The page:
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WILMINGTON, N.C. — Hurricane Florence made landfall early Friday on North Carolina’s coast, bringing extreme winds and threatening massive storm surges as officials reported dozens of water rescues overnight.
The eye of the storm passed over the coast near Wrightsville Beach, northeast of Wilmington, at 7:15 a.m. ET, the National Hurricane Center said.
Here’s the latest on Hurricane Florence:
- As of 8 a.m. ET Friday, Florence was 10 miles south of Wilmington, North Carolina, and 65 miles northeast of Myrtle Beach, South Carolina, and moving west at around 6 mph.
- There were more than 455,000 power outages as of early Friday in North Carolina, according to the state department of public safety.
- New Bern, north of Wilmington, has more than 150 people requiring rescue Friday morning.
- Wind gusts at Wilmington International Airport reached 105 mph in the storm’s eyewall, the highest wind gust since 1958.
- The Red Cross said more than 1,600 people spent Thursday night in 36 Red Cross and community shelters in the Carolinas.
The Category 1 storm was downgraded late Thursday, but continued to carry maximum sustained winds of 90 mph and crawled along at just 6 mph. Forecasters warned of “catastrophic” freshwater flooding along the Carolinas and the potential for up to 40 inches of rain in some parts.
More than 455,000 customers were without power Friday morning, according to emergency management officials, as social media users shared videos of snapped trees and water rushing onto coastal streets like rivers.
North Carolina Gov. Roy Cooper said there were no immediate reports of deaths, but cautioned the flooding and rising waters could inundate low-lying communities for days.
“This is an uninvited brute that just won’t leave,” Cooper said on “Today.”
The storm’s eye passed over downtown Wilmington at sunrise, capping a long night of groaning winds and pounding rain.
The Cape Fear River, which runs along downtown’s western edge, churned with whitecaps. Just as light began to break, the power cut out, leaving the entire city of about 115,000 residents in a grey shroud. Water was already rising in roads and buildings.
Wilmington Mayor Bill Sasso said his city has gotten more than 100 emergency calls, but crews have had difficulty getting out while the storm rages ashore and there’s been “significant” inland flooding.
“It’s pretty bad. It’s deteriorating very quickly, and it’ll be like this for quite some time,” Sasso told “Today.”
“I’ve been here all my life, and I’ve never seen a hurricane that’s here for two days and pretty much on top of you,” he added.
Buddy Martinette, chief of the Wilmington Fire Department, said crews have been unable to reach the city’s beach neighborhoods and felled trees have turned accessing roads into a “jigsaw” puzzle.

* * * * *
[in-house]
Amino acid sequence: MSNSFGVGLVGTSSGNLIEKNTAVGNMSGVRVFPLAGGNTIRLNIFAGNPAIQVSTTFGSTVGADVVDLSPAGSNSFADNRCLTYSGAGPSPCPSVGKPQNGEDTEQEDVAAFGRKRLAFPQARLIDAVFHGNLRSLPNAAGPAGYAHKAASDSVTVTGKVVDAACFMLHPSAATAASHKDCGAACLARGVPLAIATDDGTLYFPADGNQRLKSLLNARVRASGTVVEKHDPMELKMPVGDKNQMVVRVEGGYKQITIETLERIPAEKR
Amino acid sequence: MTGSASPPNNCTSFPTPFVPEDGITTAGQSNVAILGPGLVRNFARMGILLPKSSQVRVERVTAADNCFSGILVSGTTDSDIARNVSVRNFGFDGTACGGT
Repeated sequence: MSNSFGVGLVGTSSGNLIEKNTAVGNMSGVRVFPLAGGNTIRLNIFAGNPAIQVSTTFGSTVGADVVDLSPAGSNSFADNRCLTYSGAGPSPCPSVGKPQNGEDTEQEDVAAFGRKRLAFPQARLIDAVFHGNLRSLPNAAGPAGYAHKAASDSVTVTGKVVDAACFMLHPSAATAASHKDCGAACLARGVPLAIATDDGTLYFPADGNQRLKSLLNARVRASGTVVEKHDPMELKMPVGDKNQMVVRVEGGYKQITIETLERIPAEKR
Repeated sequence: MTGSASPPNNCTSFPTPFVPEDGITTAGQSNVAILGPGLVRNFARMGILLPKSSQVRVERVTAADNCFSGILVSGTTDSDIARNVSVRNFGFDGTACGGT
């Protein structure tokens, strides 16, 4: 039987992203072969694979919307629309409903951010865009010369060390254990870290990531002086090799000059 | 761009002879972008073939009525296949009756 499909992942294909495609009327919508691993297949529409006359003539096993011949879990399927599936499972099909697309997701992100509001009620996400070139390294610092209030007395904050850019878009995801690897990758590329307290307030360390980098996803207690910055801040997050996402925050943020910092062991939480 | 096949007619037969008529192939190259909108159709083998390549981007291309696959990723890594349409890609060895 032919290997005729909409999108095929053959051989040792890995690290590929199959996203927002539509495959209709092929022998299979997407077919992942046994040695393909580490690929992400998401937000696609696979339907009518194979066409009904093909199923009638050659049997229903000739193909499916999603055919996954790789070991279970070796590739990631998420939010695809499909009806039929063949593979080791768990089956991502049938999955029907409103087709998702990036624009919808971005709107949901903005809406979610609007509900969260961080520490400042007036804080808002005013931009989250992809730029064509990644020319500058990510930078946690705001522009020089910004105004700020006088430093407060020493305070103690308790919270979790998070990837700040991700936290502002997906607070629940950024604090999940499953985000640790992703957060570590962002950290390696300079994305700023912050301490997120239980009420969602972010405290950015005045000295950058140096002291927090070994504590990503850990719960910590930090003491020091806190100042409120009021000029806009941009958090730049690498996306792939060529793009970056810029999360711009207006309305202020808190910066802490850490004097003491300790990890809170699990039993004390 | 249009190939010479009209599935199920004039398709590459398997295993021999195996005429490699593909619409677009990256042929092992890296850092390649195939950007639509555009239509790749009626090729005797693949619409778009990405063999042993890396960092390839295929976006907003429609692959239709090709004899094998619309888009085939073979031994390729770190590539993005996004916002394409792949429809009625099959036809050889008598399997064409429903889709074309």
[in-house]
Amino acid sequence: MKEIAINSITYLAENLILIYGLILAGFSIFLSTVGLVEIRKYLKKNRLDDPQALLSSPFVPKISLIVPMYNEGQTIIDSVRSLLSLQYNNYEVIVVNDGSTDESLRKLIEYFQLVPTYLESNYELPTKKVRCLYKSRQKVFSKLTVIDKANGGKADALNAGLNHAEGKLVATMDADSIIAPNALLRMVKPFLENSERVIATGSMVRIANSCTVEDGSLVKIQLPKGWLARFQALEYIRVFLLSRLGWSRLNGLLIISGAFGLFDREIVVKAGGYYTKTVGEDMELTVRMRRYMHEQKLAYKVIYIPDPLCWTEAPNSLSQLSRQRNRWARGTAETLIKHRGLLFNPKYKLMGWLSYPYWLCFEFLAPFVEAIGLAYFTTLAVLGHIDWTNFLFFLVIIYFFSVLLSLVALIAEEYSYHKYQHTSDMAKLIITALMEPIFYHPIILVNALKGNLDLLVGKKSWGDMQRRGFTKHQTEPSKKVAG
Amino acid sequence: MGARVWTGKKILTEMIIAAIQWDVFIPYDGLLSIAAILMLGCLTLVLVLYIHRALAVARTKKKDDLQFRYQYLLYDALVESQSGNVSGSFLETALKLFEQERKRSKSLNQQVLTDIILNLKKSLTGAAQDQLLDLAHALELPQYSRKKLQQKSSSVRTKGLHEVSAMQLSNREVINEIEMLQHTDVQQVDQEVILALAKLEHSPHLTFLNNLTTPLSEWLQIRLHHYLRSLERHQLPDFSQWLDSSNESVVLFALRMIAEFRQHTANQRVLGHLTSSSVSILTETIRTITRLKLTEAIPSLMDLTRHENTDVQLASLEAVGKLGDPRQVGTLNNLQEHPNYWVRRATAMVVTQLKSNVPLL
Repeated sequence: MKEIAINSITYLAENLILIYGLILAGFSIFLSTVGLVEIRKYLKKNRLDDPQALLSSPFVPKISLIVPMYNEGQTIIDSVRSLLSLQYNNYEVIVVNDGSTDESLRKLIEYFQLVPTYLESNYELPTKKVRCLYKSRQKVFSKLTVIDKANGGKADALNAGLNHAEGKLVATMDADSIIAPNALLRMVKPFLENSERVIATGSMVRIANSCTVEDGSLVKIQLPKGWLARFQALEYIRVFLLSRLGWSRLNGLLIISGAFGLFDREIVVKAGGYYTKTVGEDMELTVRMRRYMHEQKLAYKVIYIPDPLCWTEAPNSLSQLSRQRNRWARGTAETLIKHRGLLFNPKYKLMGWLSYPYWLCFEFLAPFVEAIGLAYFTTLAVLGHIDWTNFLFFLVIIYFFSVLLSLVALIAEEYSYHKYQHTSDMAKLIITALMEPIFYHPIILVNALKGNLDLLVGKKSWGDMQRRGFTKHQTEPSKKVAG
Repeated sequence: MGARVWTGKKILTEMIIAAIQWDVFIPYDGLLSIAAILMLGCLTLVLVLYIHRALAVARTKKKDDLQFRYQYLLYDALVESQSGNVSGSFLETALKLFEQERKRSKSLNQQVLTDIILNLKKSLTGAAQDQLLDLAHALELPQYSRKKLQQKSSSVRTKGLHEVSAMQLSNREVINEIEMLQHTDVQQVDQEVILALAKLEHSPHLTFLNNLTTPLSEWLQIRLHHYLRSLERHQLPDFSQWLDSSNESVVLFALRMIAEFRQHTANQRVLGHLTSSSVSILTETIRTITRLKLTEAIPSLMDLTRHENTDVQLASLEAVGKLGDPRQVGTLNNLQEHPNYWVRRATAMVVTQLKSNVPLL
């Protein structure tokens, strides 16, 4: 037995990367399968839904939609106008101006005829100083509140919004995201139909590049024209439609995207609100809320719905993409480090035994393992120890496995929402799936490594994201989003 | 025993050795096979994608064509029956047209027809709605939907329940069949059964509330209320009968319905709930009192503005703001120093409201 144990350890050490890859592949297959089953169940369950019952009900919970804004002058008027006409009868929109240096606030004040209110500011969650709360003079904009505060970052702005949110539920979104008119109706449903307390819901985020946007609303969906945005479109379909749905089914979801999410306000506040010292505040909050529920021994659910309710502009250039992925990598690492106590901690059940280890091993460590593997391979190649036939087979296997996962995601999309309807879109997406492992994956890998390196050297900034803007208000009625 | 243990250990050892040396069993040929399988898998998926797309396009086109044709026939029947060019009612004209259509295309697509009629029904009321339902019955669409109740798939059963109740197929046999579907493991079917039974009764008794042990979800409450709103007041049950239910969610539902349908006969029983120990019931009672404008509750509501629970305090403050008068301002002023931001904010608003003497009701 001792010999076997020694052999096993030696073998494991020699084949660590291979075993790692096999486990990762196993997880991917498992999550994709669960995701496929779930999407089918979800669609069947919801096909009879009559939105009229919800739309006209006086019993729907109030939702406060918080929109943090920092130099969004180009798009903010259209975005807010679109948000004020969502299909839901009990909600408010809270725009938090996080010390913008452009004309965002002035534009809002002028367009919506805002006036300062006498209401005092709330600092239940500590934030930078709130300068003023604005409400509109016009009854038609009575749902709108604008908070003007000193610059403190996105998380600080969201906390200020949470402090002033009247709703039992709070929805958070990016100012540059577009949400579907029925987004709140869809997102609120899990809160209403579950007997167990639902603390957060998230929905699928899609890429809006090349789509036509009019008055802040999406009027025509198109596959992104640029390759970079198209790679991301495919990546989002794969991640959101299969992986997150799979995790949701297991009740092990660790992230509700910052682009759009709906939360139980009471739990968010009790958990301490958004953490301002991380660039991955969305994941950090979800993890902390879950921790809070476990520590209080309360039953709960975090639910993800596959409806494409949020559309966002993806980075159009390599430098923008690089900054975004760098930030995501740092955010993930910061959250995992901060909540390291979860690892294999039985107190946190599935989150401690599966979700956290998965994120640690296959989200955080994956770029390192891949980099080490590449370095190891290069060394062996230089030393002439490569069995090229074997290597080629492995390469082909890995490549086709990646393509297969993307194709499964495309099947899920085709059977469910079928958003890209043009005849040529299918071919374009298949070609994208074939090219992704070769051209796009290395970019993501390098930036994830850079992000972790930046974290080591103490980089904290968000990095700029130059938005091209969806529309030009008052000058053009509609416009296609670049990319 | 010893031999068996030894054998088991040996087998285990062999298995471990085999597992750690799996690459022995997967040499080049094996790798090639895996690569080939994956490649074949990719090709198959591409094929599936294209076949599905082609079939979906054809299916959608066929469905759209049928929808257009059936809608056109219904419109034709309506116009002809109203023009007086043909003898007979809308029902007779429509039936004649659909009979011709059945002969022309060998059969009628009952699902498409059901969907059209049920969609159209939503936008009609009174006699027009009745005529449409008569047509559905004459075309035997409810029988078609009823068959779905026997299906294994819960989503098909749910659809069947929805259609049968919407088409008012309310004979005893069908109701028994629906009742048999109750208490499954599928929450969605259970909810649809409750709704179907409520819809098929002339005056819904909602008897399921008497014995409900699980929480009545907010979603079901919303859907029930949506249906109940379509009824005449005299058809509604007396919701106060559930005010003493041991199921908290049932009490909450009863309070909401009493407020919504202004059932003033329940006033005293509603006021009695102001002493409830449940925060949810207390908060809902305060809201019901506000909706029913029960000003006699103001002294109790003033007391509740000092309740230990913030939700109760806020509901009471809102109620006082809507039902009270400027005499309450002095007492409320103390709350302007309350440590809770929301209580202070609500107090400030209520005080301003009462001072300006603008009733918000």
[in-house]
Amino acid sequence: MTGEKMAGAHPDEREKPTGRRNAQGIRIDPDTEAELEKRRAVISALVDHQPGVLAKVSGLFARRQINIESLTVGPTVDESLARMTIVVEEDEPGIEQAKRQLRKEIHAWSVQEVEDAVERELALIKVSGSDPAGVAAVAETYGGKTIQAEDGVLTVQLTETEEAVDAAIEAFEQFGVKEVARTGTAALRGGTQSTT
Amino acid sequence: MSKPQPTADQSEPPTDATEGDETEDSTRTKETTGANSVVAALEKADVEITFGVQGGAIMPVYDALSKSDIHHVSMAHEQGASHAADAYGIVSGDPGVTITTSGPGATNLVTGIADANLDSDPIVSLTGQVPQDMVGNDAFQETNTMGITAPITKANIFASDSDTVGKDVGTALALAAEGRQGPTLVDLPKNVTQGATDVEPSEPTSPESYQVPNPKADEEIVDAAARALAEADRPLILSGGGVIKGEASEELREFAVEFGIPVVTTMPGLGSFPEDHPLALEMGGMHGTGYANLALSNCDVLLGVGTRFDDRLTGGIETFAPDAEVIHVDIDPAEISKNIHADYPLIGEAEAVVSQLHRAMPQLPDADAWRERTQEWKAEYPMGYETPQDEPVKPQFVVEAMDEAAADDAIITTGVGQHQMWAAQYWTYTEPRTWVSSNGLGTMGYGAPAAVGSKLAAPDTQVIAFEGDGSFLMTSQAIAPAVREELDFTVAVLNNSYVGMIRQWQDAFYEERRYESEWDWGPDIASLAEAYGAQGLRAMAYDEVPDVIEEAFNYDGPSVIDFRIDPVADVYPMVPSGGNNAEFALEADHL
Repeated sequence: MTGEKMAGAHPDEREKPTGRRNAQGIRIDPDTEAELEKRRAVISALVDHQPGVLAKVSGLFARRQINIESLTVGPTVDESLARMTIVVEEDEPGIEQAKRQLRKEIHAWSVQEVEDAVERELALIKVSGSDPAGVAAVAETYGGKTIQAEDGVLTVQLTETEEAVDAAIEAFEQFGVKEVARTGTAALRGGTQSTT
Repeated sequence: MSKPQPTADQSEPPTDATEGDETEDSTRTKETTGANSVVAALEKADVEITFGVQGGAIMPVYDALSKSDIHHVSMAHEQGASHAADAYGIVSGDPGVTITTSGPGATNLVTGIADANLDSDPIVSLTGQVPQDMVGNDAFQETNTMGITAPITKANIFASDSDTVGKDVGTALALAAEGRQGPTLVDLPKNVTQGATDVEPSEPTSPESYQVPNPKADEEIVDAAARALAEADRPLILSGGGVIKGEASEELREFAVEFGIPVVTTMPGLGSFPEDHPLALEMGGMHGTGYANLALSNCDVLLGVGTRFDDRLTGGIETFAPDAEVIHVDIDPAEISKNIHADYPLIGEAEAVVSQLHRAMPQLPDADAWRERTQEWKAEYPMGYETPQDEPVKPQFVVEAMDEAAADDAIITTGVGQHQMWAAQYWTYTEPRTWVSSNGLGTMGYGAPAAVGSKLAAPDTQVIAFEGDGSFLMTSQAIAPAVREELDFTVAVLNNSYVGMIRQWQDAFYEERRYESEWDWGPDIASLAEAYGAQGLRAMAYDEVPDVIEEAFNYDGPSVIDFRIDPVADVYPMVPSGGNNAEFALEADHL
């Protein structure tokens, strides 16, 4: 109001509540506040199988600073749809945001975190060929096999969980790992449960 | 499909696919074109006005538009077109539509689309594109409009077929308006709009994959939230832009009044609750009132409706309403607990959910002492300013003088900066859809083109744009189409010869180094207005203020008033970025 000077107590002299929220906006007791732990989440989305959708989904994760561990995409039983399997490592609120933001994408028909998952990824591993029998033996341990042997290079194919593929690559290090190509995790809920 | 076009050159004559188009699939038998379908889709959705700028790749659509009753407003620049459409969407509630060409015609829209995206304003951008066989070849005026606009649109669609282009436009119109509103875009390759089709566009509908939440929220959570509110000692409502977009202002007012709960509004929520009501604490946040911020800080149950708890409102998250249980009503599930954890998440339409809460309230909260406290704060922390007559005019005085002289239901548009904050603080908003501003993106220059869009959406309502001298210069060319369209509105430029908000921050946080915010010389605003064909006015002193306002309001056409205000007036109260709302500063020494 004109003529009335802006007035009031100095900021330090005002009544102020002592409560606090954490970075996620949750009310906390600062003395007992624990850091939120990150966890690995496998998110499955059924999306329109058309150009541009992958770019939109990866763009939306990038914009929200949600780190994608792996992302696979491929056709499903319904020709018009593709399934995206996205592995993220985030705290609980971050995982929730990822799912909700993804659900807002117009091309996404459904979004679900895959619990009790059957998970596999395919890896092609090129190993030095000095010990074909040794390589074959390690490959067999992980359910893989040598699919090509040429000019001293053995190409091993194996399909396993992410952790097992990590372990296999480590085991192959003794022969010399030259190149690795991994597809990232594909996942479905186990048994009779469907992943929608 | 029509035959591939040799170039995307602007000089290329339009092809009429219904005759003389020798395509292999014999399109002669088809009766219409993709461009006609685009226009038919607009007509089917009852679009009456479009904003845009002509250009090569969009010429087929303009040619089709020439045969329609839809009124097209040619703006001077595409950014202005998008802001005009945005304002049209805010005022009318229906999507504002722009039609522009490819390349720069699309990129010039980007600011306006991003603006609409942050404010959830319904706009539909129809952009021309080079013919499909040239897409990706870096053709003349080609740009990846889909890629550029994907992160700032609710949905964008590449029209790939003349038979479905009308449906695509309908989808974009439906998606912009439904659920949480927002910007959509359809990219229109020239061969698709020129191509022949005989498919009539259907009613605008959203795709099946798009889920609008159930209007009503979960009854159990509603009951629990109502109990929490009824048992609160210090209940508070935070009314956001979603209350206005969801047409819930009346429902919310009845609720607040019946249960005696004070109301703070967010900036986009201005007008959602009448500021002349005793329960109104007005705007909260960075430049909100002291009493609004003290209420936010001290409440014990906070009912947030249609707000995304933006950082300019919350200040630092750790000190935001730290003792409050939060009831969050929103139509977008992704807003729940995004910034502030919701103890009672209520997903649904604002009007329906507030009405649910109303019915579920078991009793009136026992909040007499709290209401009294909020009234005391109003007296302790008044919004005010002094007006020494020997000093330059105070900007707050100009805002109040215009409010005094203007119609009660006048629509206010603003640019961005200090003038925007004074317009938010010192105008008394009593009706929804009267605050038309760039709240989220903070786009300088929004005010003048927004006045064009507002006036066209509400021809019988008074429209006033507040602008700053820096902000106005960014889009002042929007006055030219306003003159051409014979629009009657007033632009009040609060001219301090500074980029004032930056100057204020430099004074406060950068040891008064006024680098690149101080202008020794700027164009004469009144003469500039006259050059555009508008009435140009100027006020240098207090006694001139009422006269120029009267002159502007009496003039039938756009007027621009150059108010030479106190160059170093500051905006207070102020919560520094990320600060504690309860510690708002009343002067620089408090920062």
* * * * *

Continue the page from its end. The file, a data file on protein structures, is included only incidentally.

Officials have been most concerned about torrential rainfall and flooding as high tide approaches by noon. The NHC said a gauge in Emerald Isle, about 84 miles north of Wilmington, reported 6.3 feet of inundation.
Fire and rescue officials in the riverfront city of New Bern, about 90 miles north of Wilmington, said water rescues were taking place and urged people not to take refuge in their attics unless they have a way to cut through the ceiling.
New Bern Mayor Dana Outlaw said about 200 people were rescued overnight and taken to shelters, while another 150 were still awaiting help early Friday. He said some residents remained holdouts even after crews went door to door pleading for them to seek emergency shelter.
“Be patient, we’re on the way. We will get you rescued — all 150,” Outlaw said while cautioning that first responders must be careful for their own safety.
In Jacksonville, North Carolina, more than 60 people, including one child, had to be rescued from a hotel just after 12:30 a.m. ET as the storm threatened its structural integrity, Mayor Sammy Phillips told “Today.” No one was killed, but there were reports of trees and power lines and other damage elsewhere in the city.
In total, more than 10 million people face “life-threatening storm surge and hurricane-force winds” from Florence, the NHC said. Days ahead of the storm, about 1.7 million people in North Carolina, South Carolina and Virginia were warned to evacuate before its outer bands reached the coast Thursday.
Among those deciding not to flee Florence was Wilmington resident Julio Martinez, who told NBC News on Thursday that he had hoarded enough water and food to last a few days.
“Everyone is evacuating and freaking out,” Martinez, 28, said, “and I tell them, ‘I’ll see you when you get back.'”
Downpours from Florence were expected to continue through the weekend into early next week, having already produced more than 10 inches as the storm moves through South Carolina and farther inland. Severe flooding is forecast from Charleston to Columbia in South Carolina and north in Charlotte, North Carolina.
On Twitter, President Donald Trump thanked first responders and law enforcement for their “incredible job” during Florence.
Trump received backlash for tweeting Thursday that “3,000 people did not die” in Puerto Rico after Hurricane Maria. An independent report commissioned by the Puerto Rican government and conducted by George Washington University’s Milken Institute of Public Health found an estimated 2,975 people died in Puerto Rico in the five months after Maria devastated the island.
Jon Schuppe reported from Wilmington, and Erik Ortiz reported from New York.
Jon Schuppe and Erik Ortiz
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